2. Appearance – Just as you are expected to dress smart to an interview, you are expected to be dressed appropriately for an audition. This means more than just making sure you’re in your dance clothes. Your hair should be neat and off your face, males should be well groomed and females should keep make up to a minimum, you want to enhance your features but not look like you’ve painteauditionsd your make-up on. Finally, try and make sure your dance wear shows off your physic. If you are wearing a leotard for example, thin straps often look better than thick straps and bright colours will make you stand out, helping you stay in the judges memory.

3. Stay Focused – Combinations will be taught quickly so it’s important to focus on what you are being told so you can pick it up. Watch/listen carefully to what the choreographer wants including the style and copy it.

4. Think Dance Etiquette – Think about how you’re expected to act in a class, this will show respect to both the other people auditioning and the judges. Just to jog your memory on what not to do here is a short list: don’t sit down unless you are told to, don’t talk, don’t lean on the barre or the walls, make sure your phone is turned off and clap for the other performers when they are finished dancing.

5. Do Not Copy! – Remember to think for yourself, you don’t want to be copying the person in front of you. If you end up copying the person in front, when you perform in smaller groups this will become obvious. Ignore the other candidates and pretend they aren’t there, this will help you pick up the combination and focus on your own technique.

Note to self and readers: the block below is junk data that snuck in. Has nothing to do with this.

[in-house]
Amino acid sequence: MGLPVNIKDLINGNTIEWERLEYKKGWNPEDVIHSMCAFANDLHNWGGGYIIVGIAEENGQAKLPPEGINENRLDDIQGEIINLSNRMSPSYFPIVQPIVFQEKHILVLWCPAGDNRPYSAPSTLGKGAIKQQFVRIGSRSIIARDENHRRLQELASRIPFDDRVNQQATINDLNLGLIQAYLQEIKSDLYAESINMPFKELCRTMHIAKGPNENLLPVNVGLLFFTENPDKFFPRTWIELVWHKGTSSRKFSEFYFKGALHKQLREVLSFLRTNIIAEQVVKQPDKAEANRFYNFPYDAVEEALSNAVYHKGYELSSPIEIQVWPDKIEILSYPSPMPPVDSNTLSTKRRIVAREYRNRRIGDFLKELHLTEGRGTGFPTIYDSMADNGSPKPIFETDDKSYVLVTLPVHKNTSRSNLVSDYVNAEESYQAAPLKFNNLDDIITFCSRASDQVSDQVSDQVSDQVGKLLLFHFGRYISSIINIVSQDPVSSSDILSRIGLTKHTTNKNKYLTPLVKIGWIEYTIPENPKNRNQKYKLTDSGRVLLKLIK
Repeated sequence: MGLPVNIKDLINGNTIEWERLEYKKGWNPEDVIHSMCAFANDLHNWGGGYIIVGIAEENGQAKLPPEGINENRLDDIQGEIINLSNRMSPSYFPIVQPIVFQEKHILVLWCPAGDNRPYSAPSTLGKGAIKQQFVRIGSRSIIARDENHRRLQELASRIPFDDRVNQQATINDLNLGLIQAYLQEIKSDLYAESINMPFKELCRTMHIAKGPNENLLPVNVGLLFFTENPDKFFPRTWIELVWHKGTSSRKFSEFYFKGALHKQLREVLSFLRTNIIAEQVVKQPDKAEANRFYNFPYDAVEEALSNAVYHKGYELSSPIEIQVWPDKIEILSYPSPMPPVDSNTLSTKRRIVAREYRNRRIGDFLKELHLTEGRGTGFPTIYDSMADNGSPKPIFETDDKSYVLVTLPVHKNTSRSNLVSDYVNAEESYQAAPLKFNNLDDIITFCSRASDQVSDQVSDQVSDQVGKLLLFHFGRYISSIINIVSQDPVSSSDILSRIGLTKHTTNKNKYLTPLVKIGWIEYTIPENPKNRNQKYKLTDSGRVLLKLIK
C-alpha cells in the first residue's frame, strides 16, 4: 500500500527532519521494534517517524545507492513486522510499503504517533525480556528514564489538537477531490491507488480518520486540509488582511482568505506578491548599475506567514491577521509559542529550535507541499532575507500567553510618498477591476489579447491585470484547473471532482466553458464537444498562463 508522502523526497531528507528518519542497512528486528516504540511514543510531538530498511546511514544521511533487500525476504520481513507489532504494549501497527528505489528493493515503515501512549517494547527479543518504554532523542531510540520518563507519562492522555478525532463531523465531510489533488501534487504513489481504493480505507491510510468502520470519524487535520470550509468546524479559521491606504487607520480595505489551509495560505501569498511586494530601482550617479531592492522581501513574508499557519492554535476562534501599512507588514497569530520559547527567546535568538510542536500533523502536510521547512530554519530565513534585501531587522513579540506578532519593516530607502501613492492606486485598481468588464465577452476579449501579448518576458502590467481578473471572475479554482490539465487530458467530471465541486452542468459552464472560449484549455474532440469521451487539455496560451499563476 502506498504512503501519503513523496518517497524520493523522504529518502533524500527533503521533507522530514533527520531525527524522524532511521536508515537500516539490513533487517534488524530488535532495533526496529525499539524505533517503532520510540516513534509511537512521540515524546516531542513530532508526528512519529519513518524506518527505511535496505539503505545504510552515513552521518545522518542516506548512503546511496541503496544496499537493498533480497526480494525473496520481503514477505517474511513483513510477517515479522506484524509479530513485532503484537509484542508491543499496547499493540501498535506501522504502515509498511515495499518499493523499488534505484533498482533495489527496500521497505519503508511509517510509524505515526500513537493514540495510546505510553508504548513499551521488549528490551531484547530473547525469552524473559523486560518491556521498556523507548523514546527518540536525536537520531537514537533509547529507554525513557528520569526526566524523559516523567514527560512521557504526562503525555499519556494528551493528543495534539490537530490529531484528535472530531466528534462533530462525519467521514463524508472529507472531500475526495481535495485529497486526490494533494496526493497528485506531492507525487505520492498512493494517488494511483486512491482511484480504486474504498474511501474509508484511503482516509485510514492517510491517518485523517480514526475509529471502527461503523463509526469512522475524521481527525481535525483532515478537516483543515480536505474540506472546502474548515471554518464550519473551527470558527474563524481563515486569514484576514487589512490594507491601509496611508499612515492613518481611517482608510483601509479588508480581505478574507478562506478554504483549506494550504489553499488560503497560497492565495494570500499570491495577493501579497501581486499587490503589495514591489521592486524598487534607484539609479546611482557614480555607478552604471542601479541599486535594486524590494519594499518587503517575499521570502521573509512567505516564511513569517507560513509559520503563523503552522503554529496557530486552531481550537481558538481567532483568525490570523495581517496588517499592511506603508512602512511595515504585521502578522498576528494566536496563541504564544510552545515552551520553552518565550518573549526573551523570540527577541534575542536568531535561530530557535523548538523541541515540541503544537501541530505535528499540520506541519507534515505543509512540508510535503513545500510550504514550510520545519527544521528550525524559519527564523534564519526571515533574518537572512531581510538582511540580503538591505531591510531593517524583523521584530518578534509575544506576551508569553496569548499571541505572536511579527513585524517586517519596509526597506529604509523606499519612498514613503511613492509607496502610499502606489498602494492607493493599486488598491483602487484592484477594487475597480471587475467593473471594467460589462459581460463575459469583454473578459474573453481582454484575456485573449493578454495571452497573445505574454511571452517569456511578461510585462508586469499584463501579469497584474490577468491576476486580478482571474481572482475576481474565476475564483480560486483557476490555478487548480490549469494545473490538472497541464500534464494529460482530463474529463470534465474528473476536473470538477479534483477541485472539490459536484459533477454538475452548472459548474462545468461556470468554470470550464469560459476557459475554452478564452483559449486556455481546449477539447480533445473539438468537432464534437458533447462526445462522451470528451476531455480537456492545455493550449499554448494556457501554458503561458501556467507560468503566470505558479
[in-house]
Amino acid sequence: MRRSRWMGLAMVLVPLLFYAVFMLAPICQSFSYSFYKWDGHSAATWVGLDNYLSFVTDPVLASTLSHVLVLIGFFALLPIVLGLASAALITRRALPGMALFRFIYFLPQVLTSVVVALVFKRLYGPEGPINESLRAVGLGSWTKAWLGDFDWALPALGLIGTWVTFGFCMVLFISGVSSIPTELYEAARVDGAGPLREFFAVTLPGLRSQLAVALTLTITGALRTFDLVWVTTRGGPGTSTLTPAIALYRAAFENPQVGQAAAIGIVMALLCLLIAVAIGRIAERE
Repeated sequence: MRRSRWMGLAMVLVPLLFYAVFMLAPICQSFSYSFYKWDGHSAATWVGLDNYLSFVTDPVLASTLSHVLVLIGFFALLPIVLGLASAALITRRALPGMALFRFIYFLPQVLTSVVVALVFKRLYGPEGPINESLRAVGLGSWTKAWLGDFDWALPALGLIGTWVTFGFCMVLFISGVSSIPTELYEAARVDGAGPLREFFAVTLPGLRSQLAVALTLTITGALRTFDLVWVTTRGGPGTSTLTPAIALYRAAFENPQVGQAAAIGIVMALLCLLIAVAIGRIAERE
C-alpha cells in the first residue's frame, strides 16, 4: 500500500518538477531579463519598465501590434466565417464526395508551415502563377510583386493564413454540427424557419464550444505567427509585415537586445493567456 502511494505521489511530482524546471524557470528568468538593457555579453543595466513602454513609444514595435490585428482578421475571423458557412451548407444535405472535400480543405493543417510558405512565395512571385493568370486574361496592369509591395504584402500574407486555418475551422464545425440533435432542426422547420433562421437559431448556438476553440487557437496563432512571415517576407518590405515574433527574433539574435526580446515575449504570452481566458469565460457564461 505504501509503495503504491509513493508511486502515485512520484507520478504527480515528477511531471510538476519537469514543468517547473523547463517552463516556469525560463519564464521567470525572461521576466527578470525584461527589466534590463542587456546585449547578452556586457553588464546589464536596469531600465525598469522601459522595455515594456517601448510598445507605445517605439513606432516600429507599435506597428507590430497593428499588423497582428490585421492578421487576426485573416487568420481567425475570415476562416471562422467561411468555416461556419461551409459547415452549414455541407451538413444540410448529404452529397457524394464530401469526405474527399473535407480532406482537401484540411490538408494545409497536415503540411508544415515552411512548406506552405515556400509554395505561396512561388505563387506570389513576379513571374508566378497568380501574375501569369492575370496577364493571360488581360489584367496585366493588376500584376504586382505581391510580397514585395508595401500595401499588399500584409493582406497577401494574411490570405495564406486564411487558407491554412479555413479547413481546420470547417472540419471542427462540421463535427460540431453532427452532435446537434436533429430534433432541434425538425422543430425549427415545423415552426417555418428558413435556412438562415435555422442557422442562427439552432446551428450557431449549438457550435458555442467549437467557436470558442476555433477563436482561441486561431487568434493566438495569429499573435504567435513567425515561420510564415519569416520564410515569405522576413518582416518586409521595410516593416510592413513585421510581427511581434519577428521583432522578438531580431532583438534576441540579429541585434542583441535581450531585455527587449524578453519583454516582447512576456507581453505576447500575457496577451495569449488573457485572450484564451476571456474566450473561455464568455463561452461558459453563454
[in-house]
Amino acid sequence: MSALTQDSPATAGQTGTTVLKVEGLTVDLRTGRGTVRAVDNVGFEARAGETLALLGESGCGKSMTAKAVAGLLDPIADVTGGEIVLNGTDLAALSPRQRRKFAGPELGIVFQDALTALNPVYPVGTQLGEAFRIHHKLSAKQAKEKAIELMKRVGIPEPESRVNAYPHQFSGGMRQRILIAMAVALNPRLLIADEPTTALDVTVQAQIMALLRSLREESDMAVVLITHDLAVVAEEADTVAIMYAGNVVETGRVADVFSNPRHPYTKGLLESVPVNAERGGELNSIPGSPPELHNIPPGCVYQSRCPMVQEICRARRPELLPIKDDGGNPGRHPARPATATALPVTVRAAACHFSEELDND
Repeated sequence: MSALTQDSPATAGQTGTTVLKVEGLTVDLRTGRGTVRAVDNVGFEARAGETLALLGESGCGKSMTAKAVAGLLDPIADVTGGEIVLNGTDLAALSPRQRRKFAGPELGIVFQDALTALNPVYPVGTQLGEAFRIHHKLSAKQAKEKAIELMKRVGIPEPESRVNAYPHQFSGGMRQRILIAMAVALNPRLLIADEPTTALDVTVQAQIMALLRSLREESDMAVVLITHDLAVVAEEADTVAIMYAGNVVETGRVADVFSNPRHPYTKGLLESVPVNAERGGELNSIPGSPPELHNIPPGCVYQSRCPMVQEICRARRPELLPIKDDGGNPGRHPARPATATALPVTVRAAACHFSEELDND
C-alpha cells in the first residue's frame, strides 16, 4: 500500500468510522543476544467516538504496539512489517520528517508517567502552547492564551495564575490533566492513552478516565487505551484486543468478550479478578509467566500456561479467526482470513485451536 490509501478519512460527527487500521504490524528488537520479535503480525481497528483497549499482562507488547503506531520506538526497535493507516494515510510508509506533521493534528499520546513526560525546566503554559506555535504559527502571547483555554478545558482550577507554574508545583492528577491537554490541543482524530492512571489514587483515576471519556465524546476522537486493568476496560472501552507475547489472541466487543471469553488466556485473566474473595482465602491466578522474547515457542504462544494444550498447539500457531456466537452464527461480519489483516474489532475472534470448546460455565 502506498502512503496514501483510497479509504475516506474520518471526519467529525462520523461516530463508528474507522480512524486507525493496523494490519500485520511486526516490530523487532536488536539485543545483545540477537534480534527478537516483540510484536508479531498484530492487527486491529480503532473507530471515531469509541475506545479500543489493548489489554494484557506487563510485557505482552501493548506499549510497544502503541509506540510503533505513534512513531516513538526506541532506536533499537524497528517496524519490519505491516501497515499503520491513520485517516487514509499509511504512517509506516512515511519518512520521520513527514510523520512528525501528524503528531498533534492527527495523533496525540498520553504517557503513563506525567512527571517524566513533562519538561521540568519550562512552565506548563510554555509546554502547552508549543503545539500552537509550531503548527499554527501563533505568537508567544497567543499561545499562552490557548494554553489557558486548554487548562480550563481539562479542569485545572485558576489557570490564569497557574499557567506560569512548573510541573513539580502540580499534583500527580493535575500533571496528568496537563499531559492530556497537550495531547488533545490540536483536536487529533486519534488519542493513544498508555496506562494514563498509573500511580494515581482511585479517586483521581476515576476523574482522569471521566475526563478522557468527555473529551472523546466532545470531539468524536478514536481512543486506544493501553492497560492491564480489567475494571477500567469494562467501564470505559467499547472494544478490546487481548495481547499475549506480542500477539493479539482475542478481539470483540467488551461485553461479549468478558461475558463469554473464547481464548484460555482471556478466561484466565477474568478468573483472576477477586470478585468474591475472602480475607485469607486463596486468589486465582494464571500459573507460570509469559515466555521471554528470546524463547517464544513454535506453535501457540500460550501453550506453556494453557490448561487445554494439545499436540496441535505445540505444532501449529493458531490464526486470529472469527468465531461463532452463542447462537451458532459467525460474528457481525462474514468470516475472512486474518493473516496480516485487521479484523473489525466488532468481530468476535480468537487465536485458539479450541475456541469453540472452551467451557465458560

6. Don’t Be Afraid to Speak Up – If you are unsure on a step because to cannot hear the choreographer or cannot see what is being shown to you ask if you can move. They would rather you ask questions than copy off someone else. You will often find you aren’t the only one asking questions, and listening to other questions being asked may help you.

7. Be Confident – Always have a smile on your face and try your best. Even if your performance isn’t spot on the panel will appreciate that you are putting the effort in. Which can be more beneficial than having perfect technique while looking miserable. If you look confident in what you do, the audience will think you are performing well.

8. Be Considerate – When other groups are performing be aware of where you are standing. Always stand at the side, out of the way of the performance space. Also it is very important to stay warmaudition-2 and mark through the steps, however do not distract the other group by dancing full out at the side, not only will this wear you out but will also distract everyone else in the room. And never ever ever talk during other performances!

9. At the End of Your Dance – At the end of your performance, remain on your spot until one of the judges says thank you. Remember to control your breathing as well, you will be out of breath and want to collapse on the floor but instead, walk or run off calmly and beautifully.

10. Reflect – No matter how well the audition went, whether you got through or not, always reflect back on the audition. This will help you understand what went well and what didn’t go so well meaning you won’t make the same mistakes again, which will help you improve your performance.